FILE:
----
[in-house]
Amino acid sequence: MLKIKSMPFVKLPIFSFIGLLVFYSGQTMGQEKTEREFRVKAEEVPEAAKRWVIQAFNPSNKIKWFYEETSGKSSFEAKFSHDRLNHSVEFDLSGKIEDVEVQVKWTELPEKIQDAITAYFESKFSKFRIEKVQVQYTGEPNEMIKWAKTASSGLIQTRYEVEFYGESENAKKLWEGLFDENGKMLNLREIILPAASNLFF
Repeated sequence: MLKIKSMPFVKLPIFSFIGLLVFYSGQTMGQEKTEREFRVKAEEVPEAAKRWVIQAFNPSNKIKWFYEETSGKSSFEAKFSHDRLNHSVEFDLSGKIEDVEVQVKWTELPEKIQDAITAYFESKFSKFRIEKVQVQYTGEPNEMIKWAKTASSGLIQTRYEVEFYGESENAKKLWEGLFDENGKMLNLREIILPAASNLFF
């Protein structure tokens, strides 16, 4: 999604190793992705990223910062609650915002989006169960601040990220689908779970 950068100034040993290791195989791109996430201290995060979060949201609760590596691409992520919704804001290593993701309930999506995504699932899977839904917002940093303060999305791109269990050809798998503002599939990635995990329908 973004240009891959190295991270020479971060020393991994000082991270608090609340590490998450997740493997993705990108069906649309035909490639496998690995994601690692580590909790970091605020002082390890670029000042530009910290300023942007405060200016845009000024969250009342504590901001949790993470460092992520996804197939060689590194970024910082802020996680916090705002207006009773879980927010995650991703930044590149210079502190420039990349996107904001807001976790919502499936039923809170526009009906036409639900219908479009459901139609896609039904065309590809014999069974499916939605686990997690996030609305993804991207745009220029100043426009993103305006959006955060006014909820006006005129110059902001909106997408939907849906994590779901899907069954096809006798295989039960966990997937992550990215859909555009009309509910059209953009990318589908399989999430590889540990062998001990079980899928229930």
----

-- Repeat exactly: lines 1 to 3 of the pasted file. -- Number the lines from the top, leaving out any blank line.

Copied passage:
[in-house]
Amino acid sequence: MLKIKSMPFVKLPIFSFIGLLVFYSGQTMGQEKTEREFRVKAEEVPEAAKRWVIQAFNPSNKIKWFYEETSGKSSFEAKFSHDRLNHSVEFDLSGKIEDVEVQVKWTELPEKIQDAITAYFESKFSKFRIEKVQVQYTGEPNEMIKWAKTASSGLIQTRYEVEFYGESENAKKLWEGLFDENGKMLNLREIILPAASNLFF
Repeated sequence: MLKIKSMPFVKLPIFSFIGLLVFYSGQTMGQEKTEREFRVKAEEVPEAAKRWVIQAFNPSNKIKWFYEETSGKSSFEAKFSHDRLNHSVEFDLSGKIEDVEVQVKWTELPEKIQDAITAYFESKFSKFRIEKVQVQYTGEPNEMIKWAKTASSGLIQTRYEVEFYGESENAKKLWEGLFDENGKMLNLREIILPAASNLFF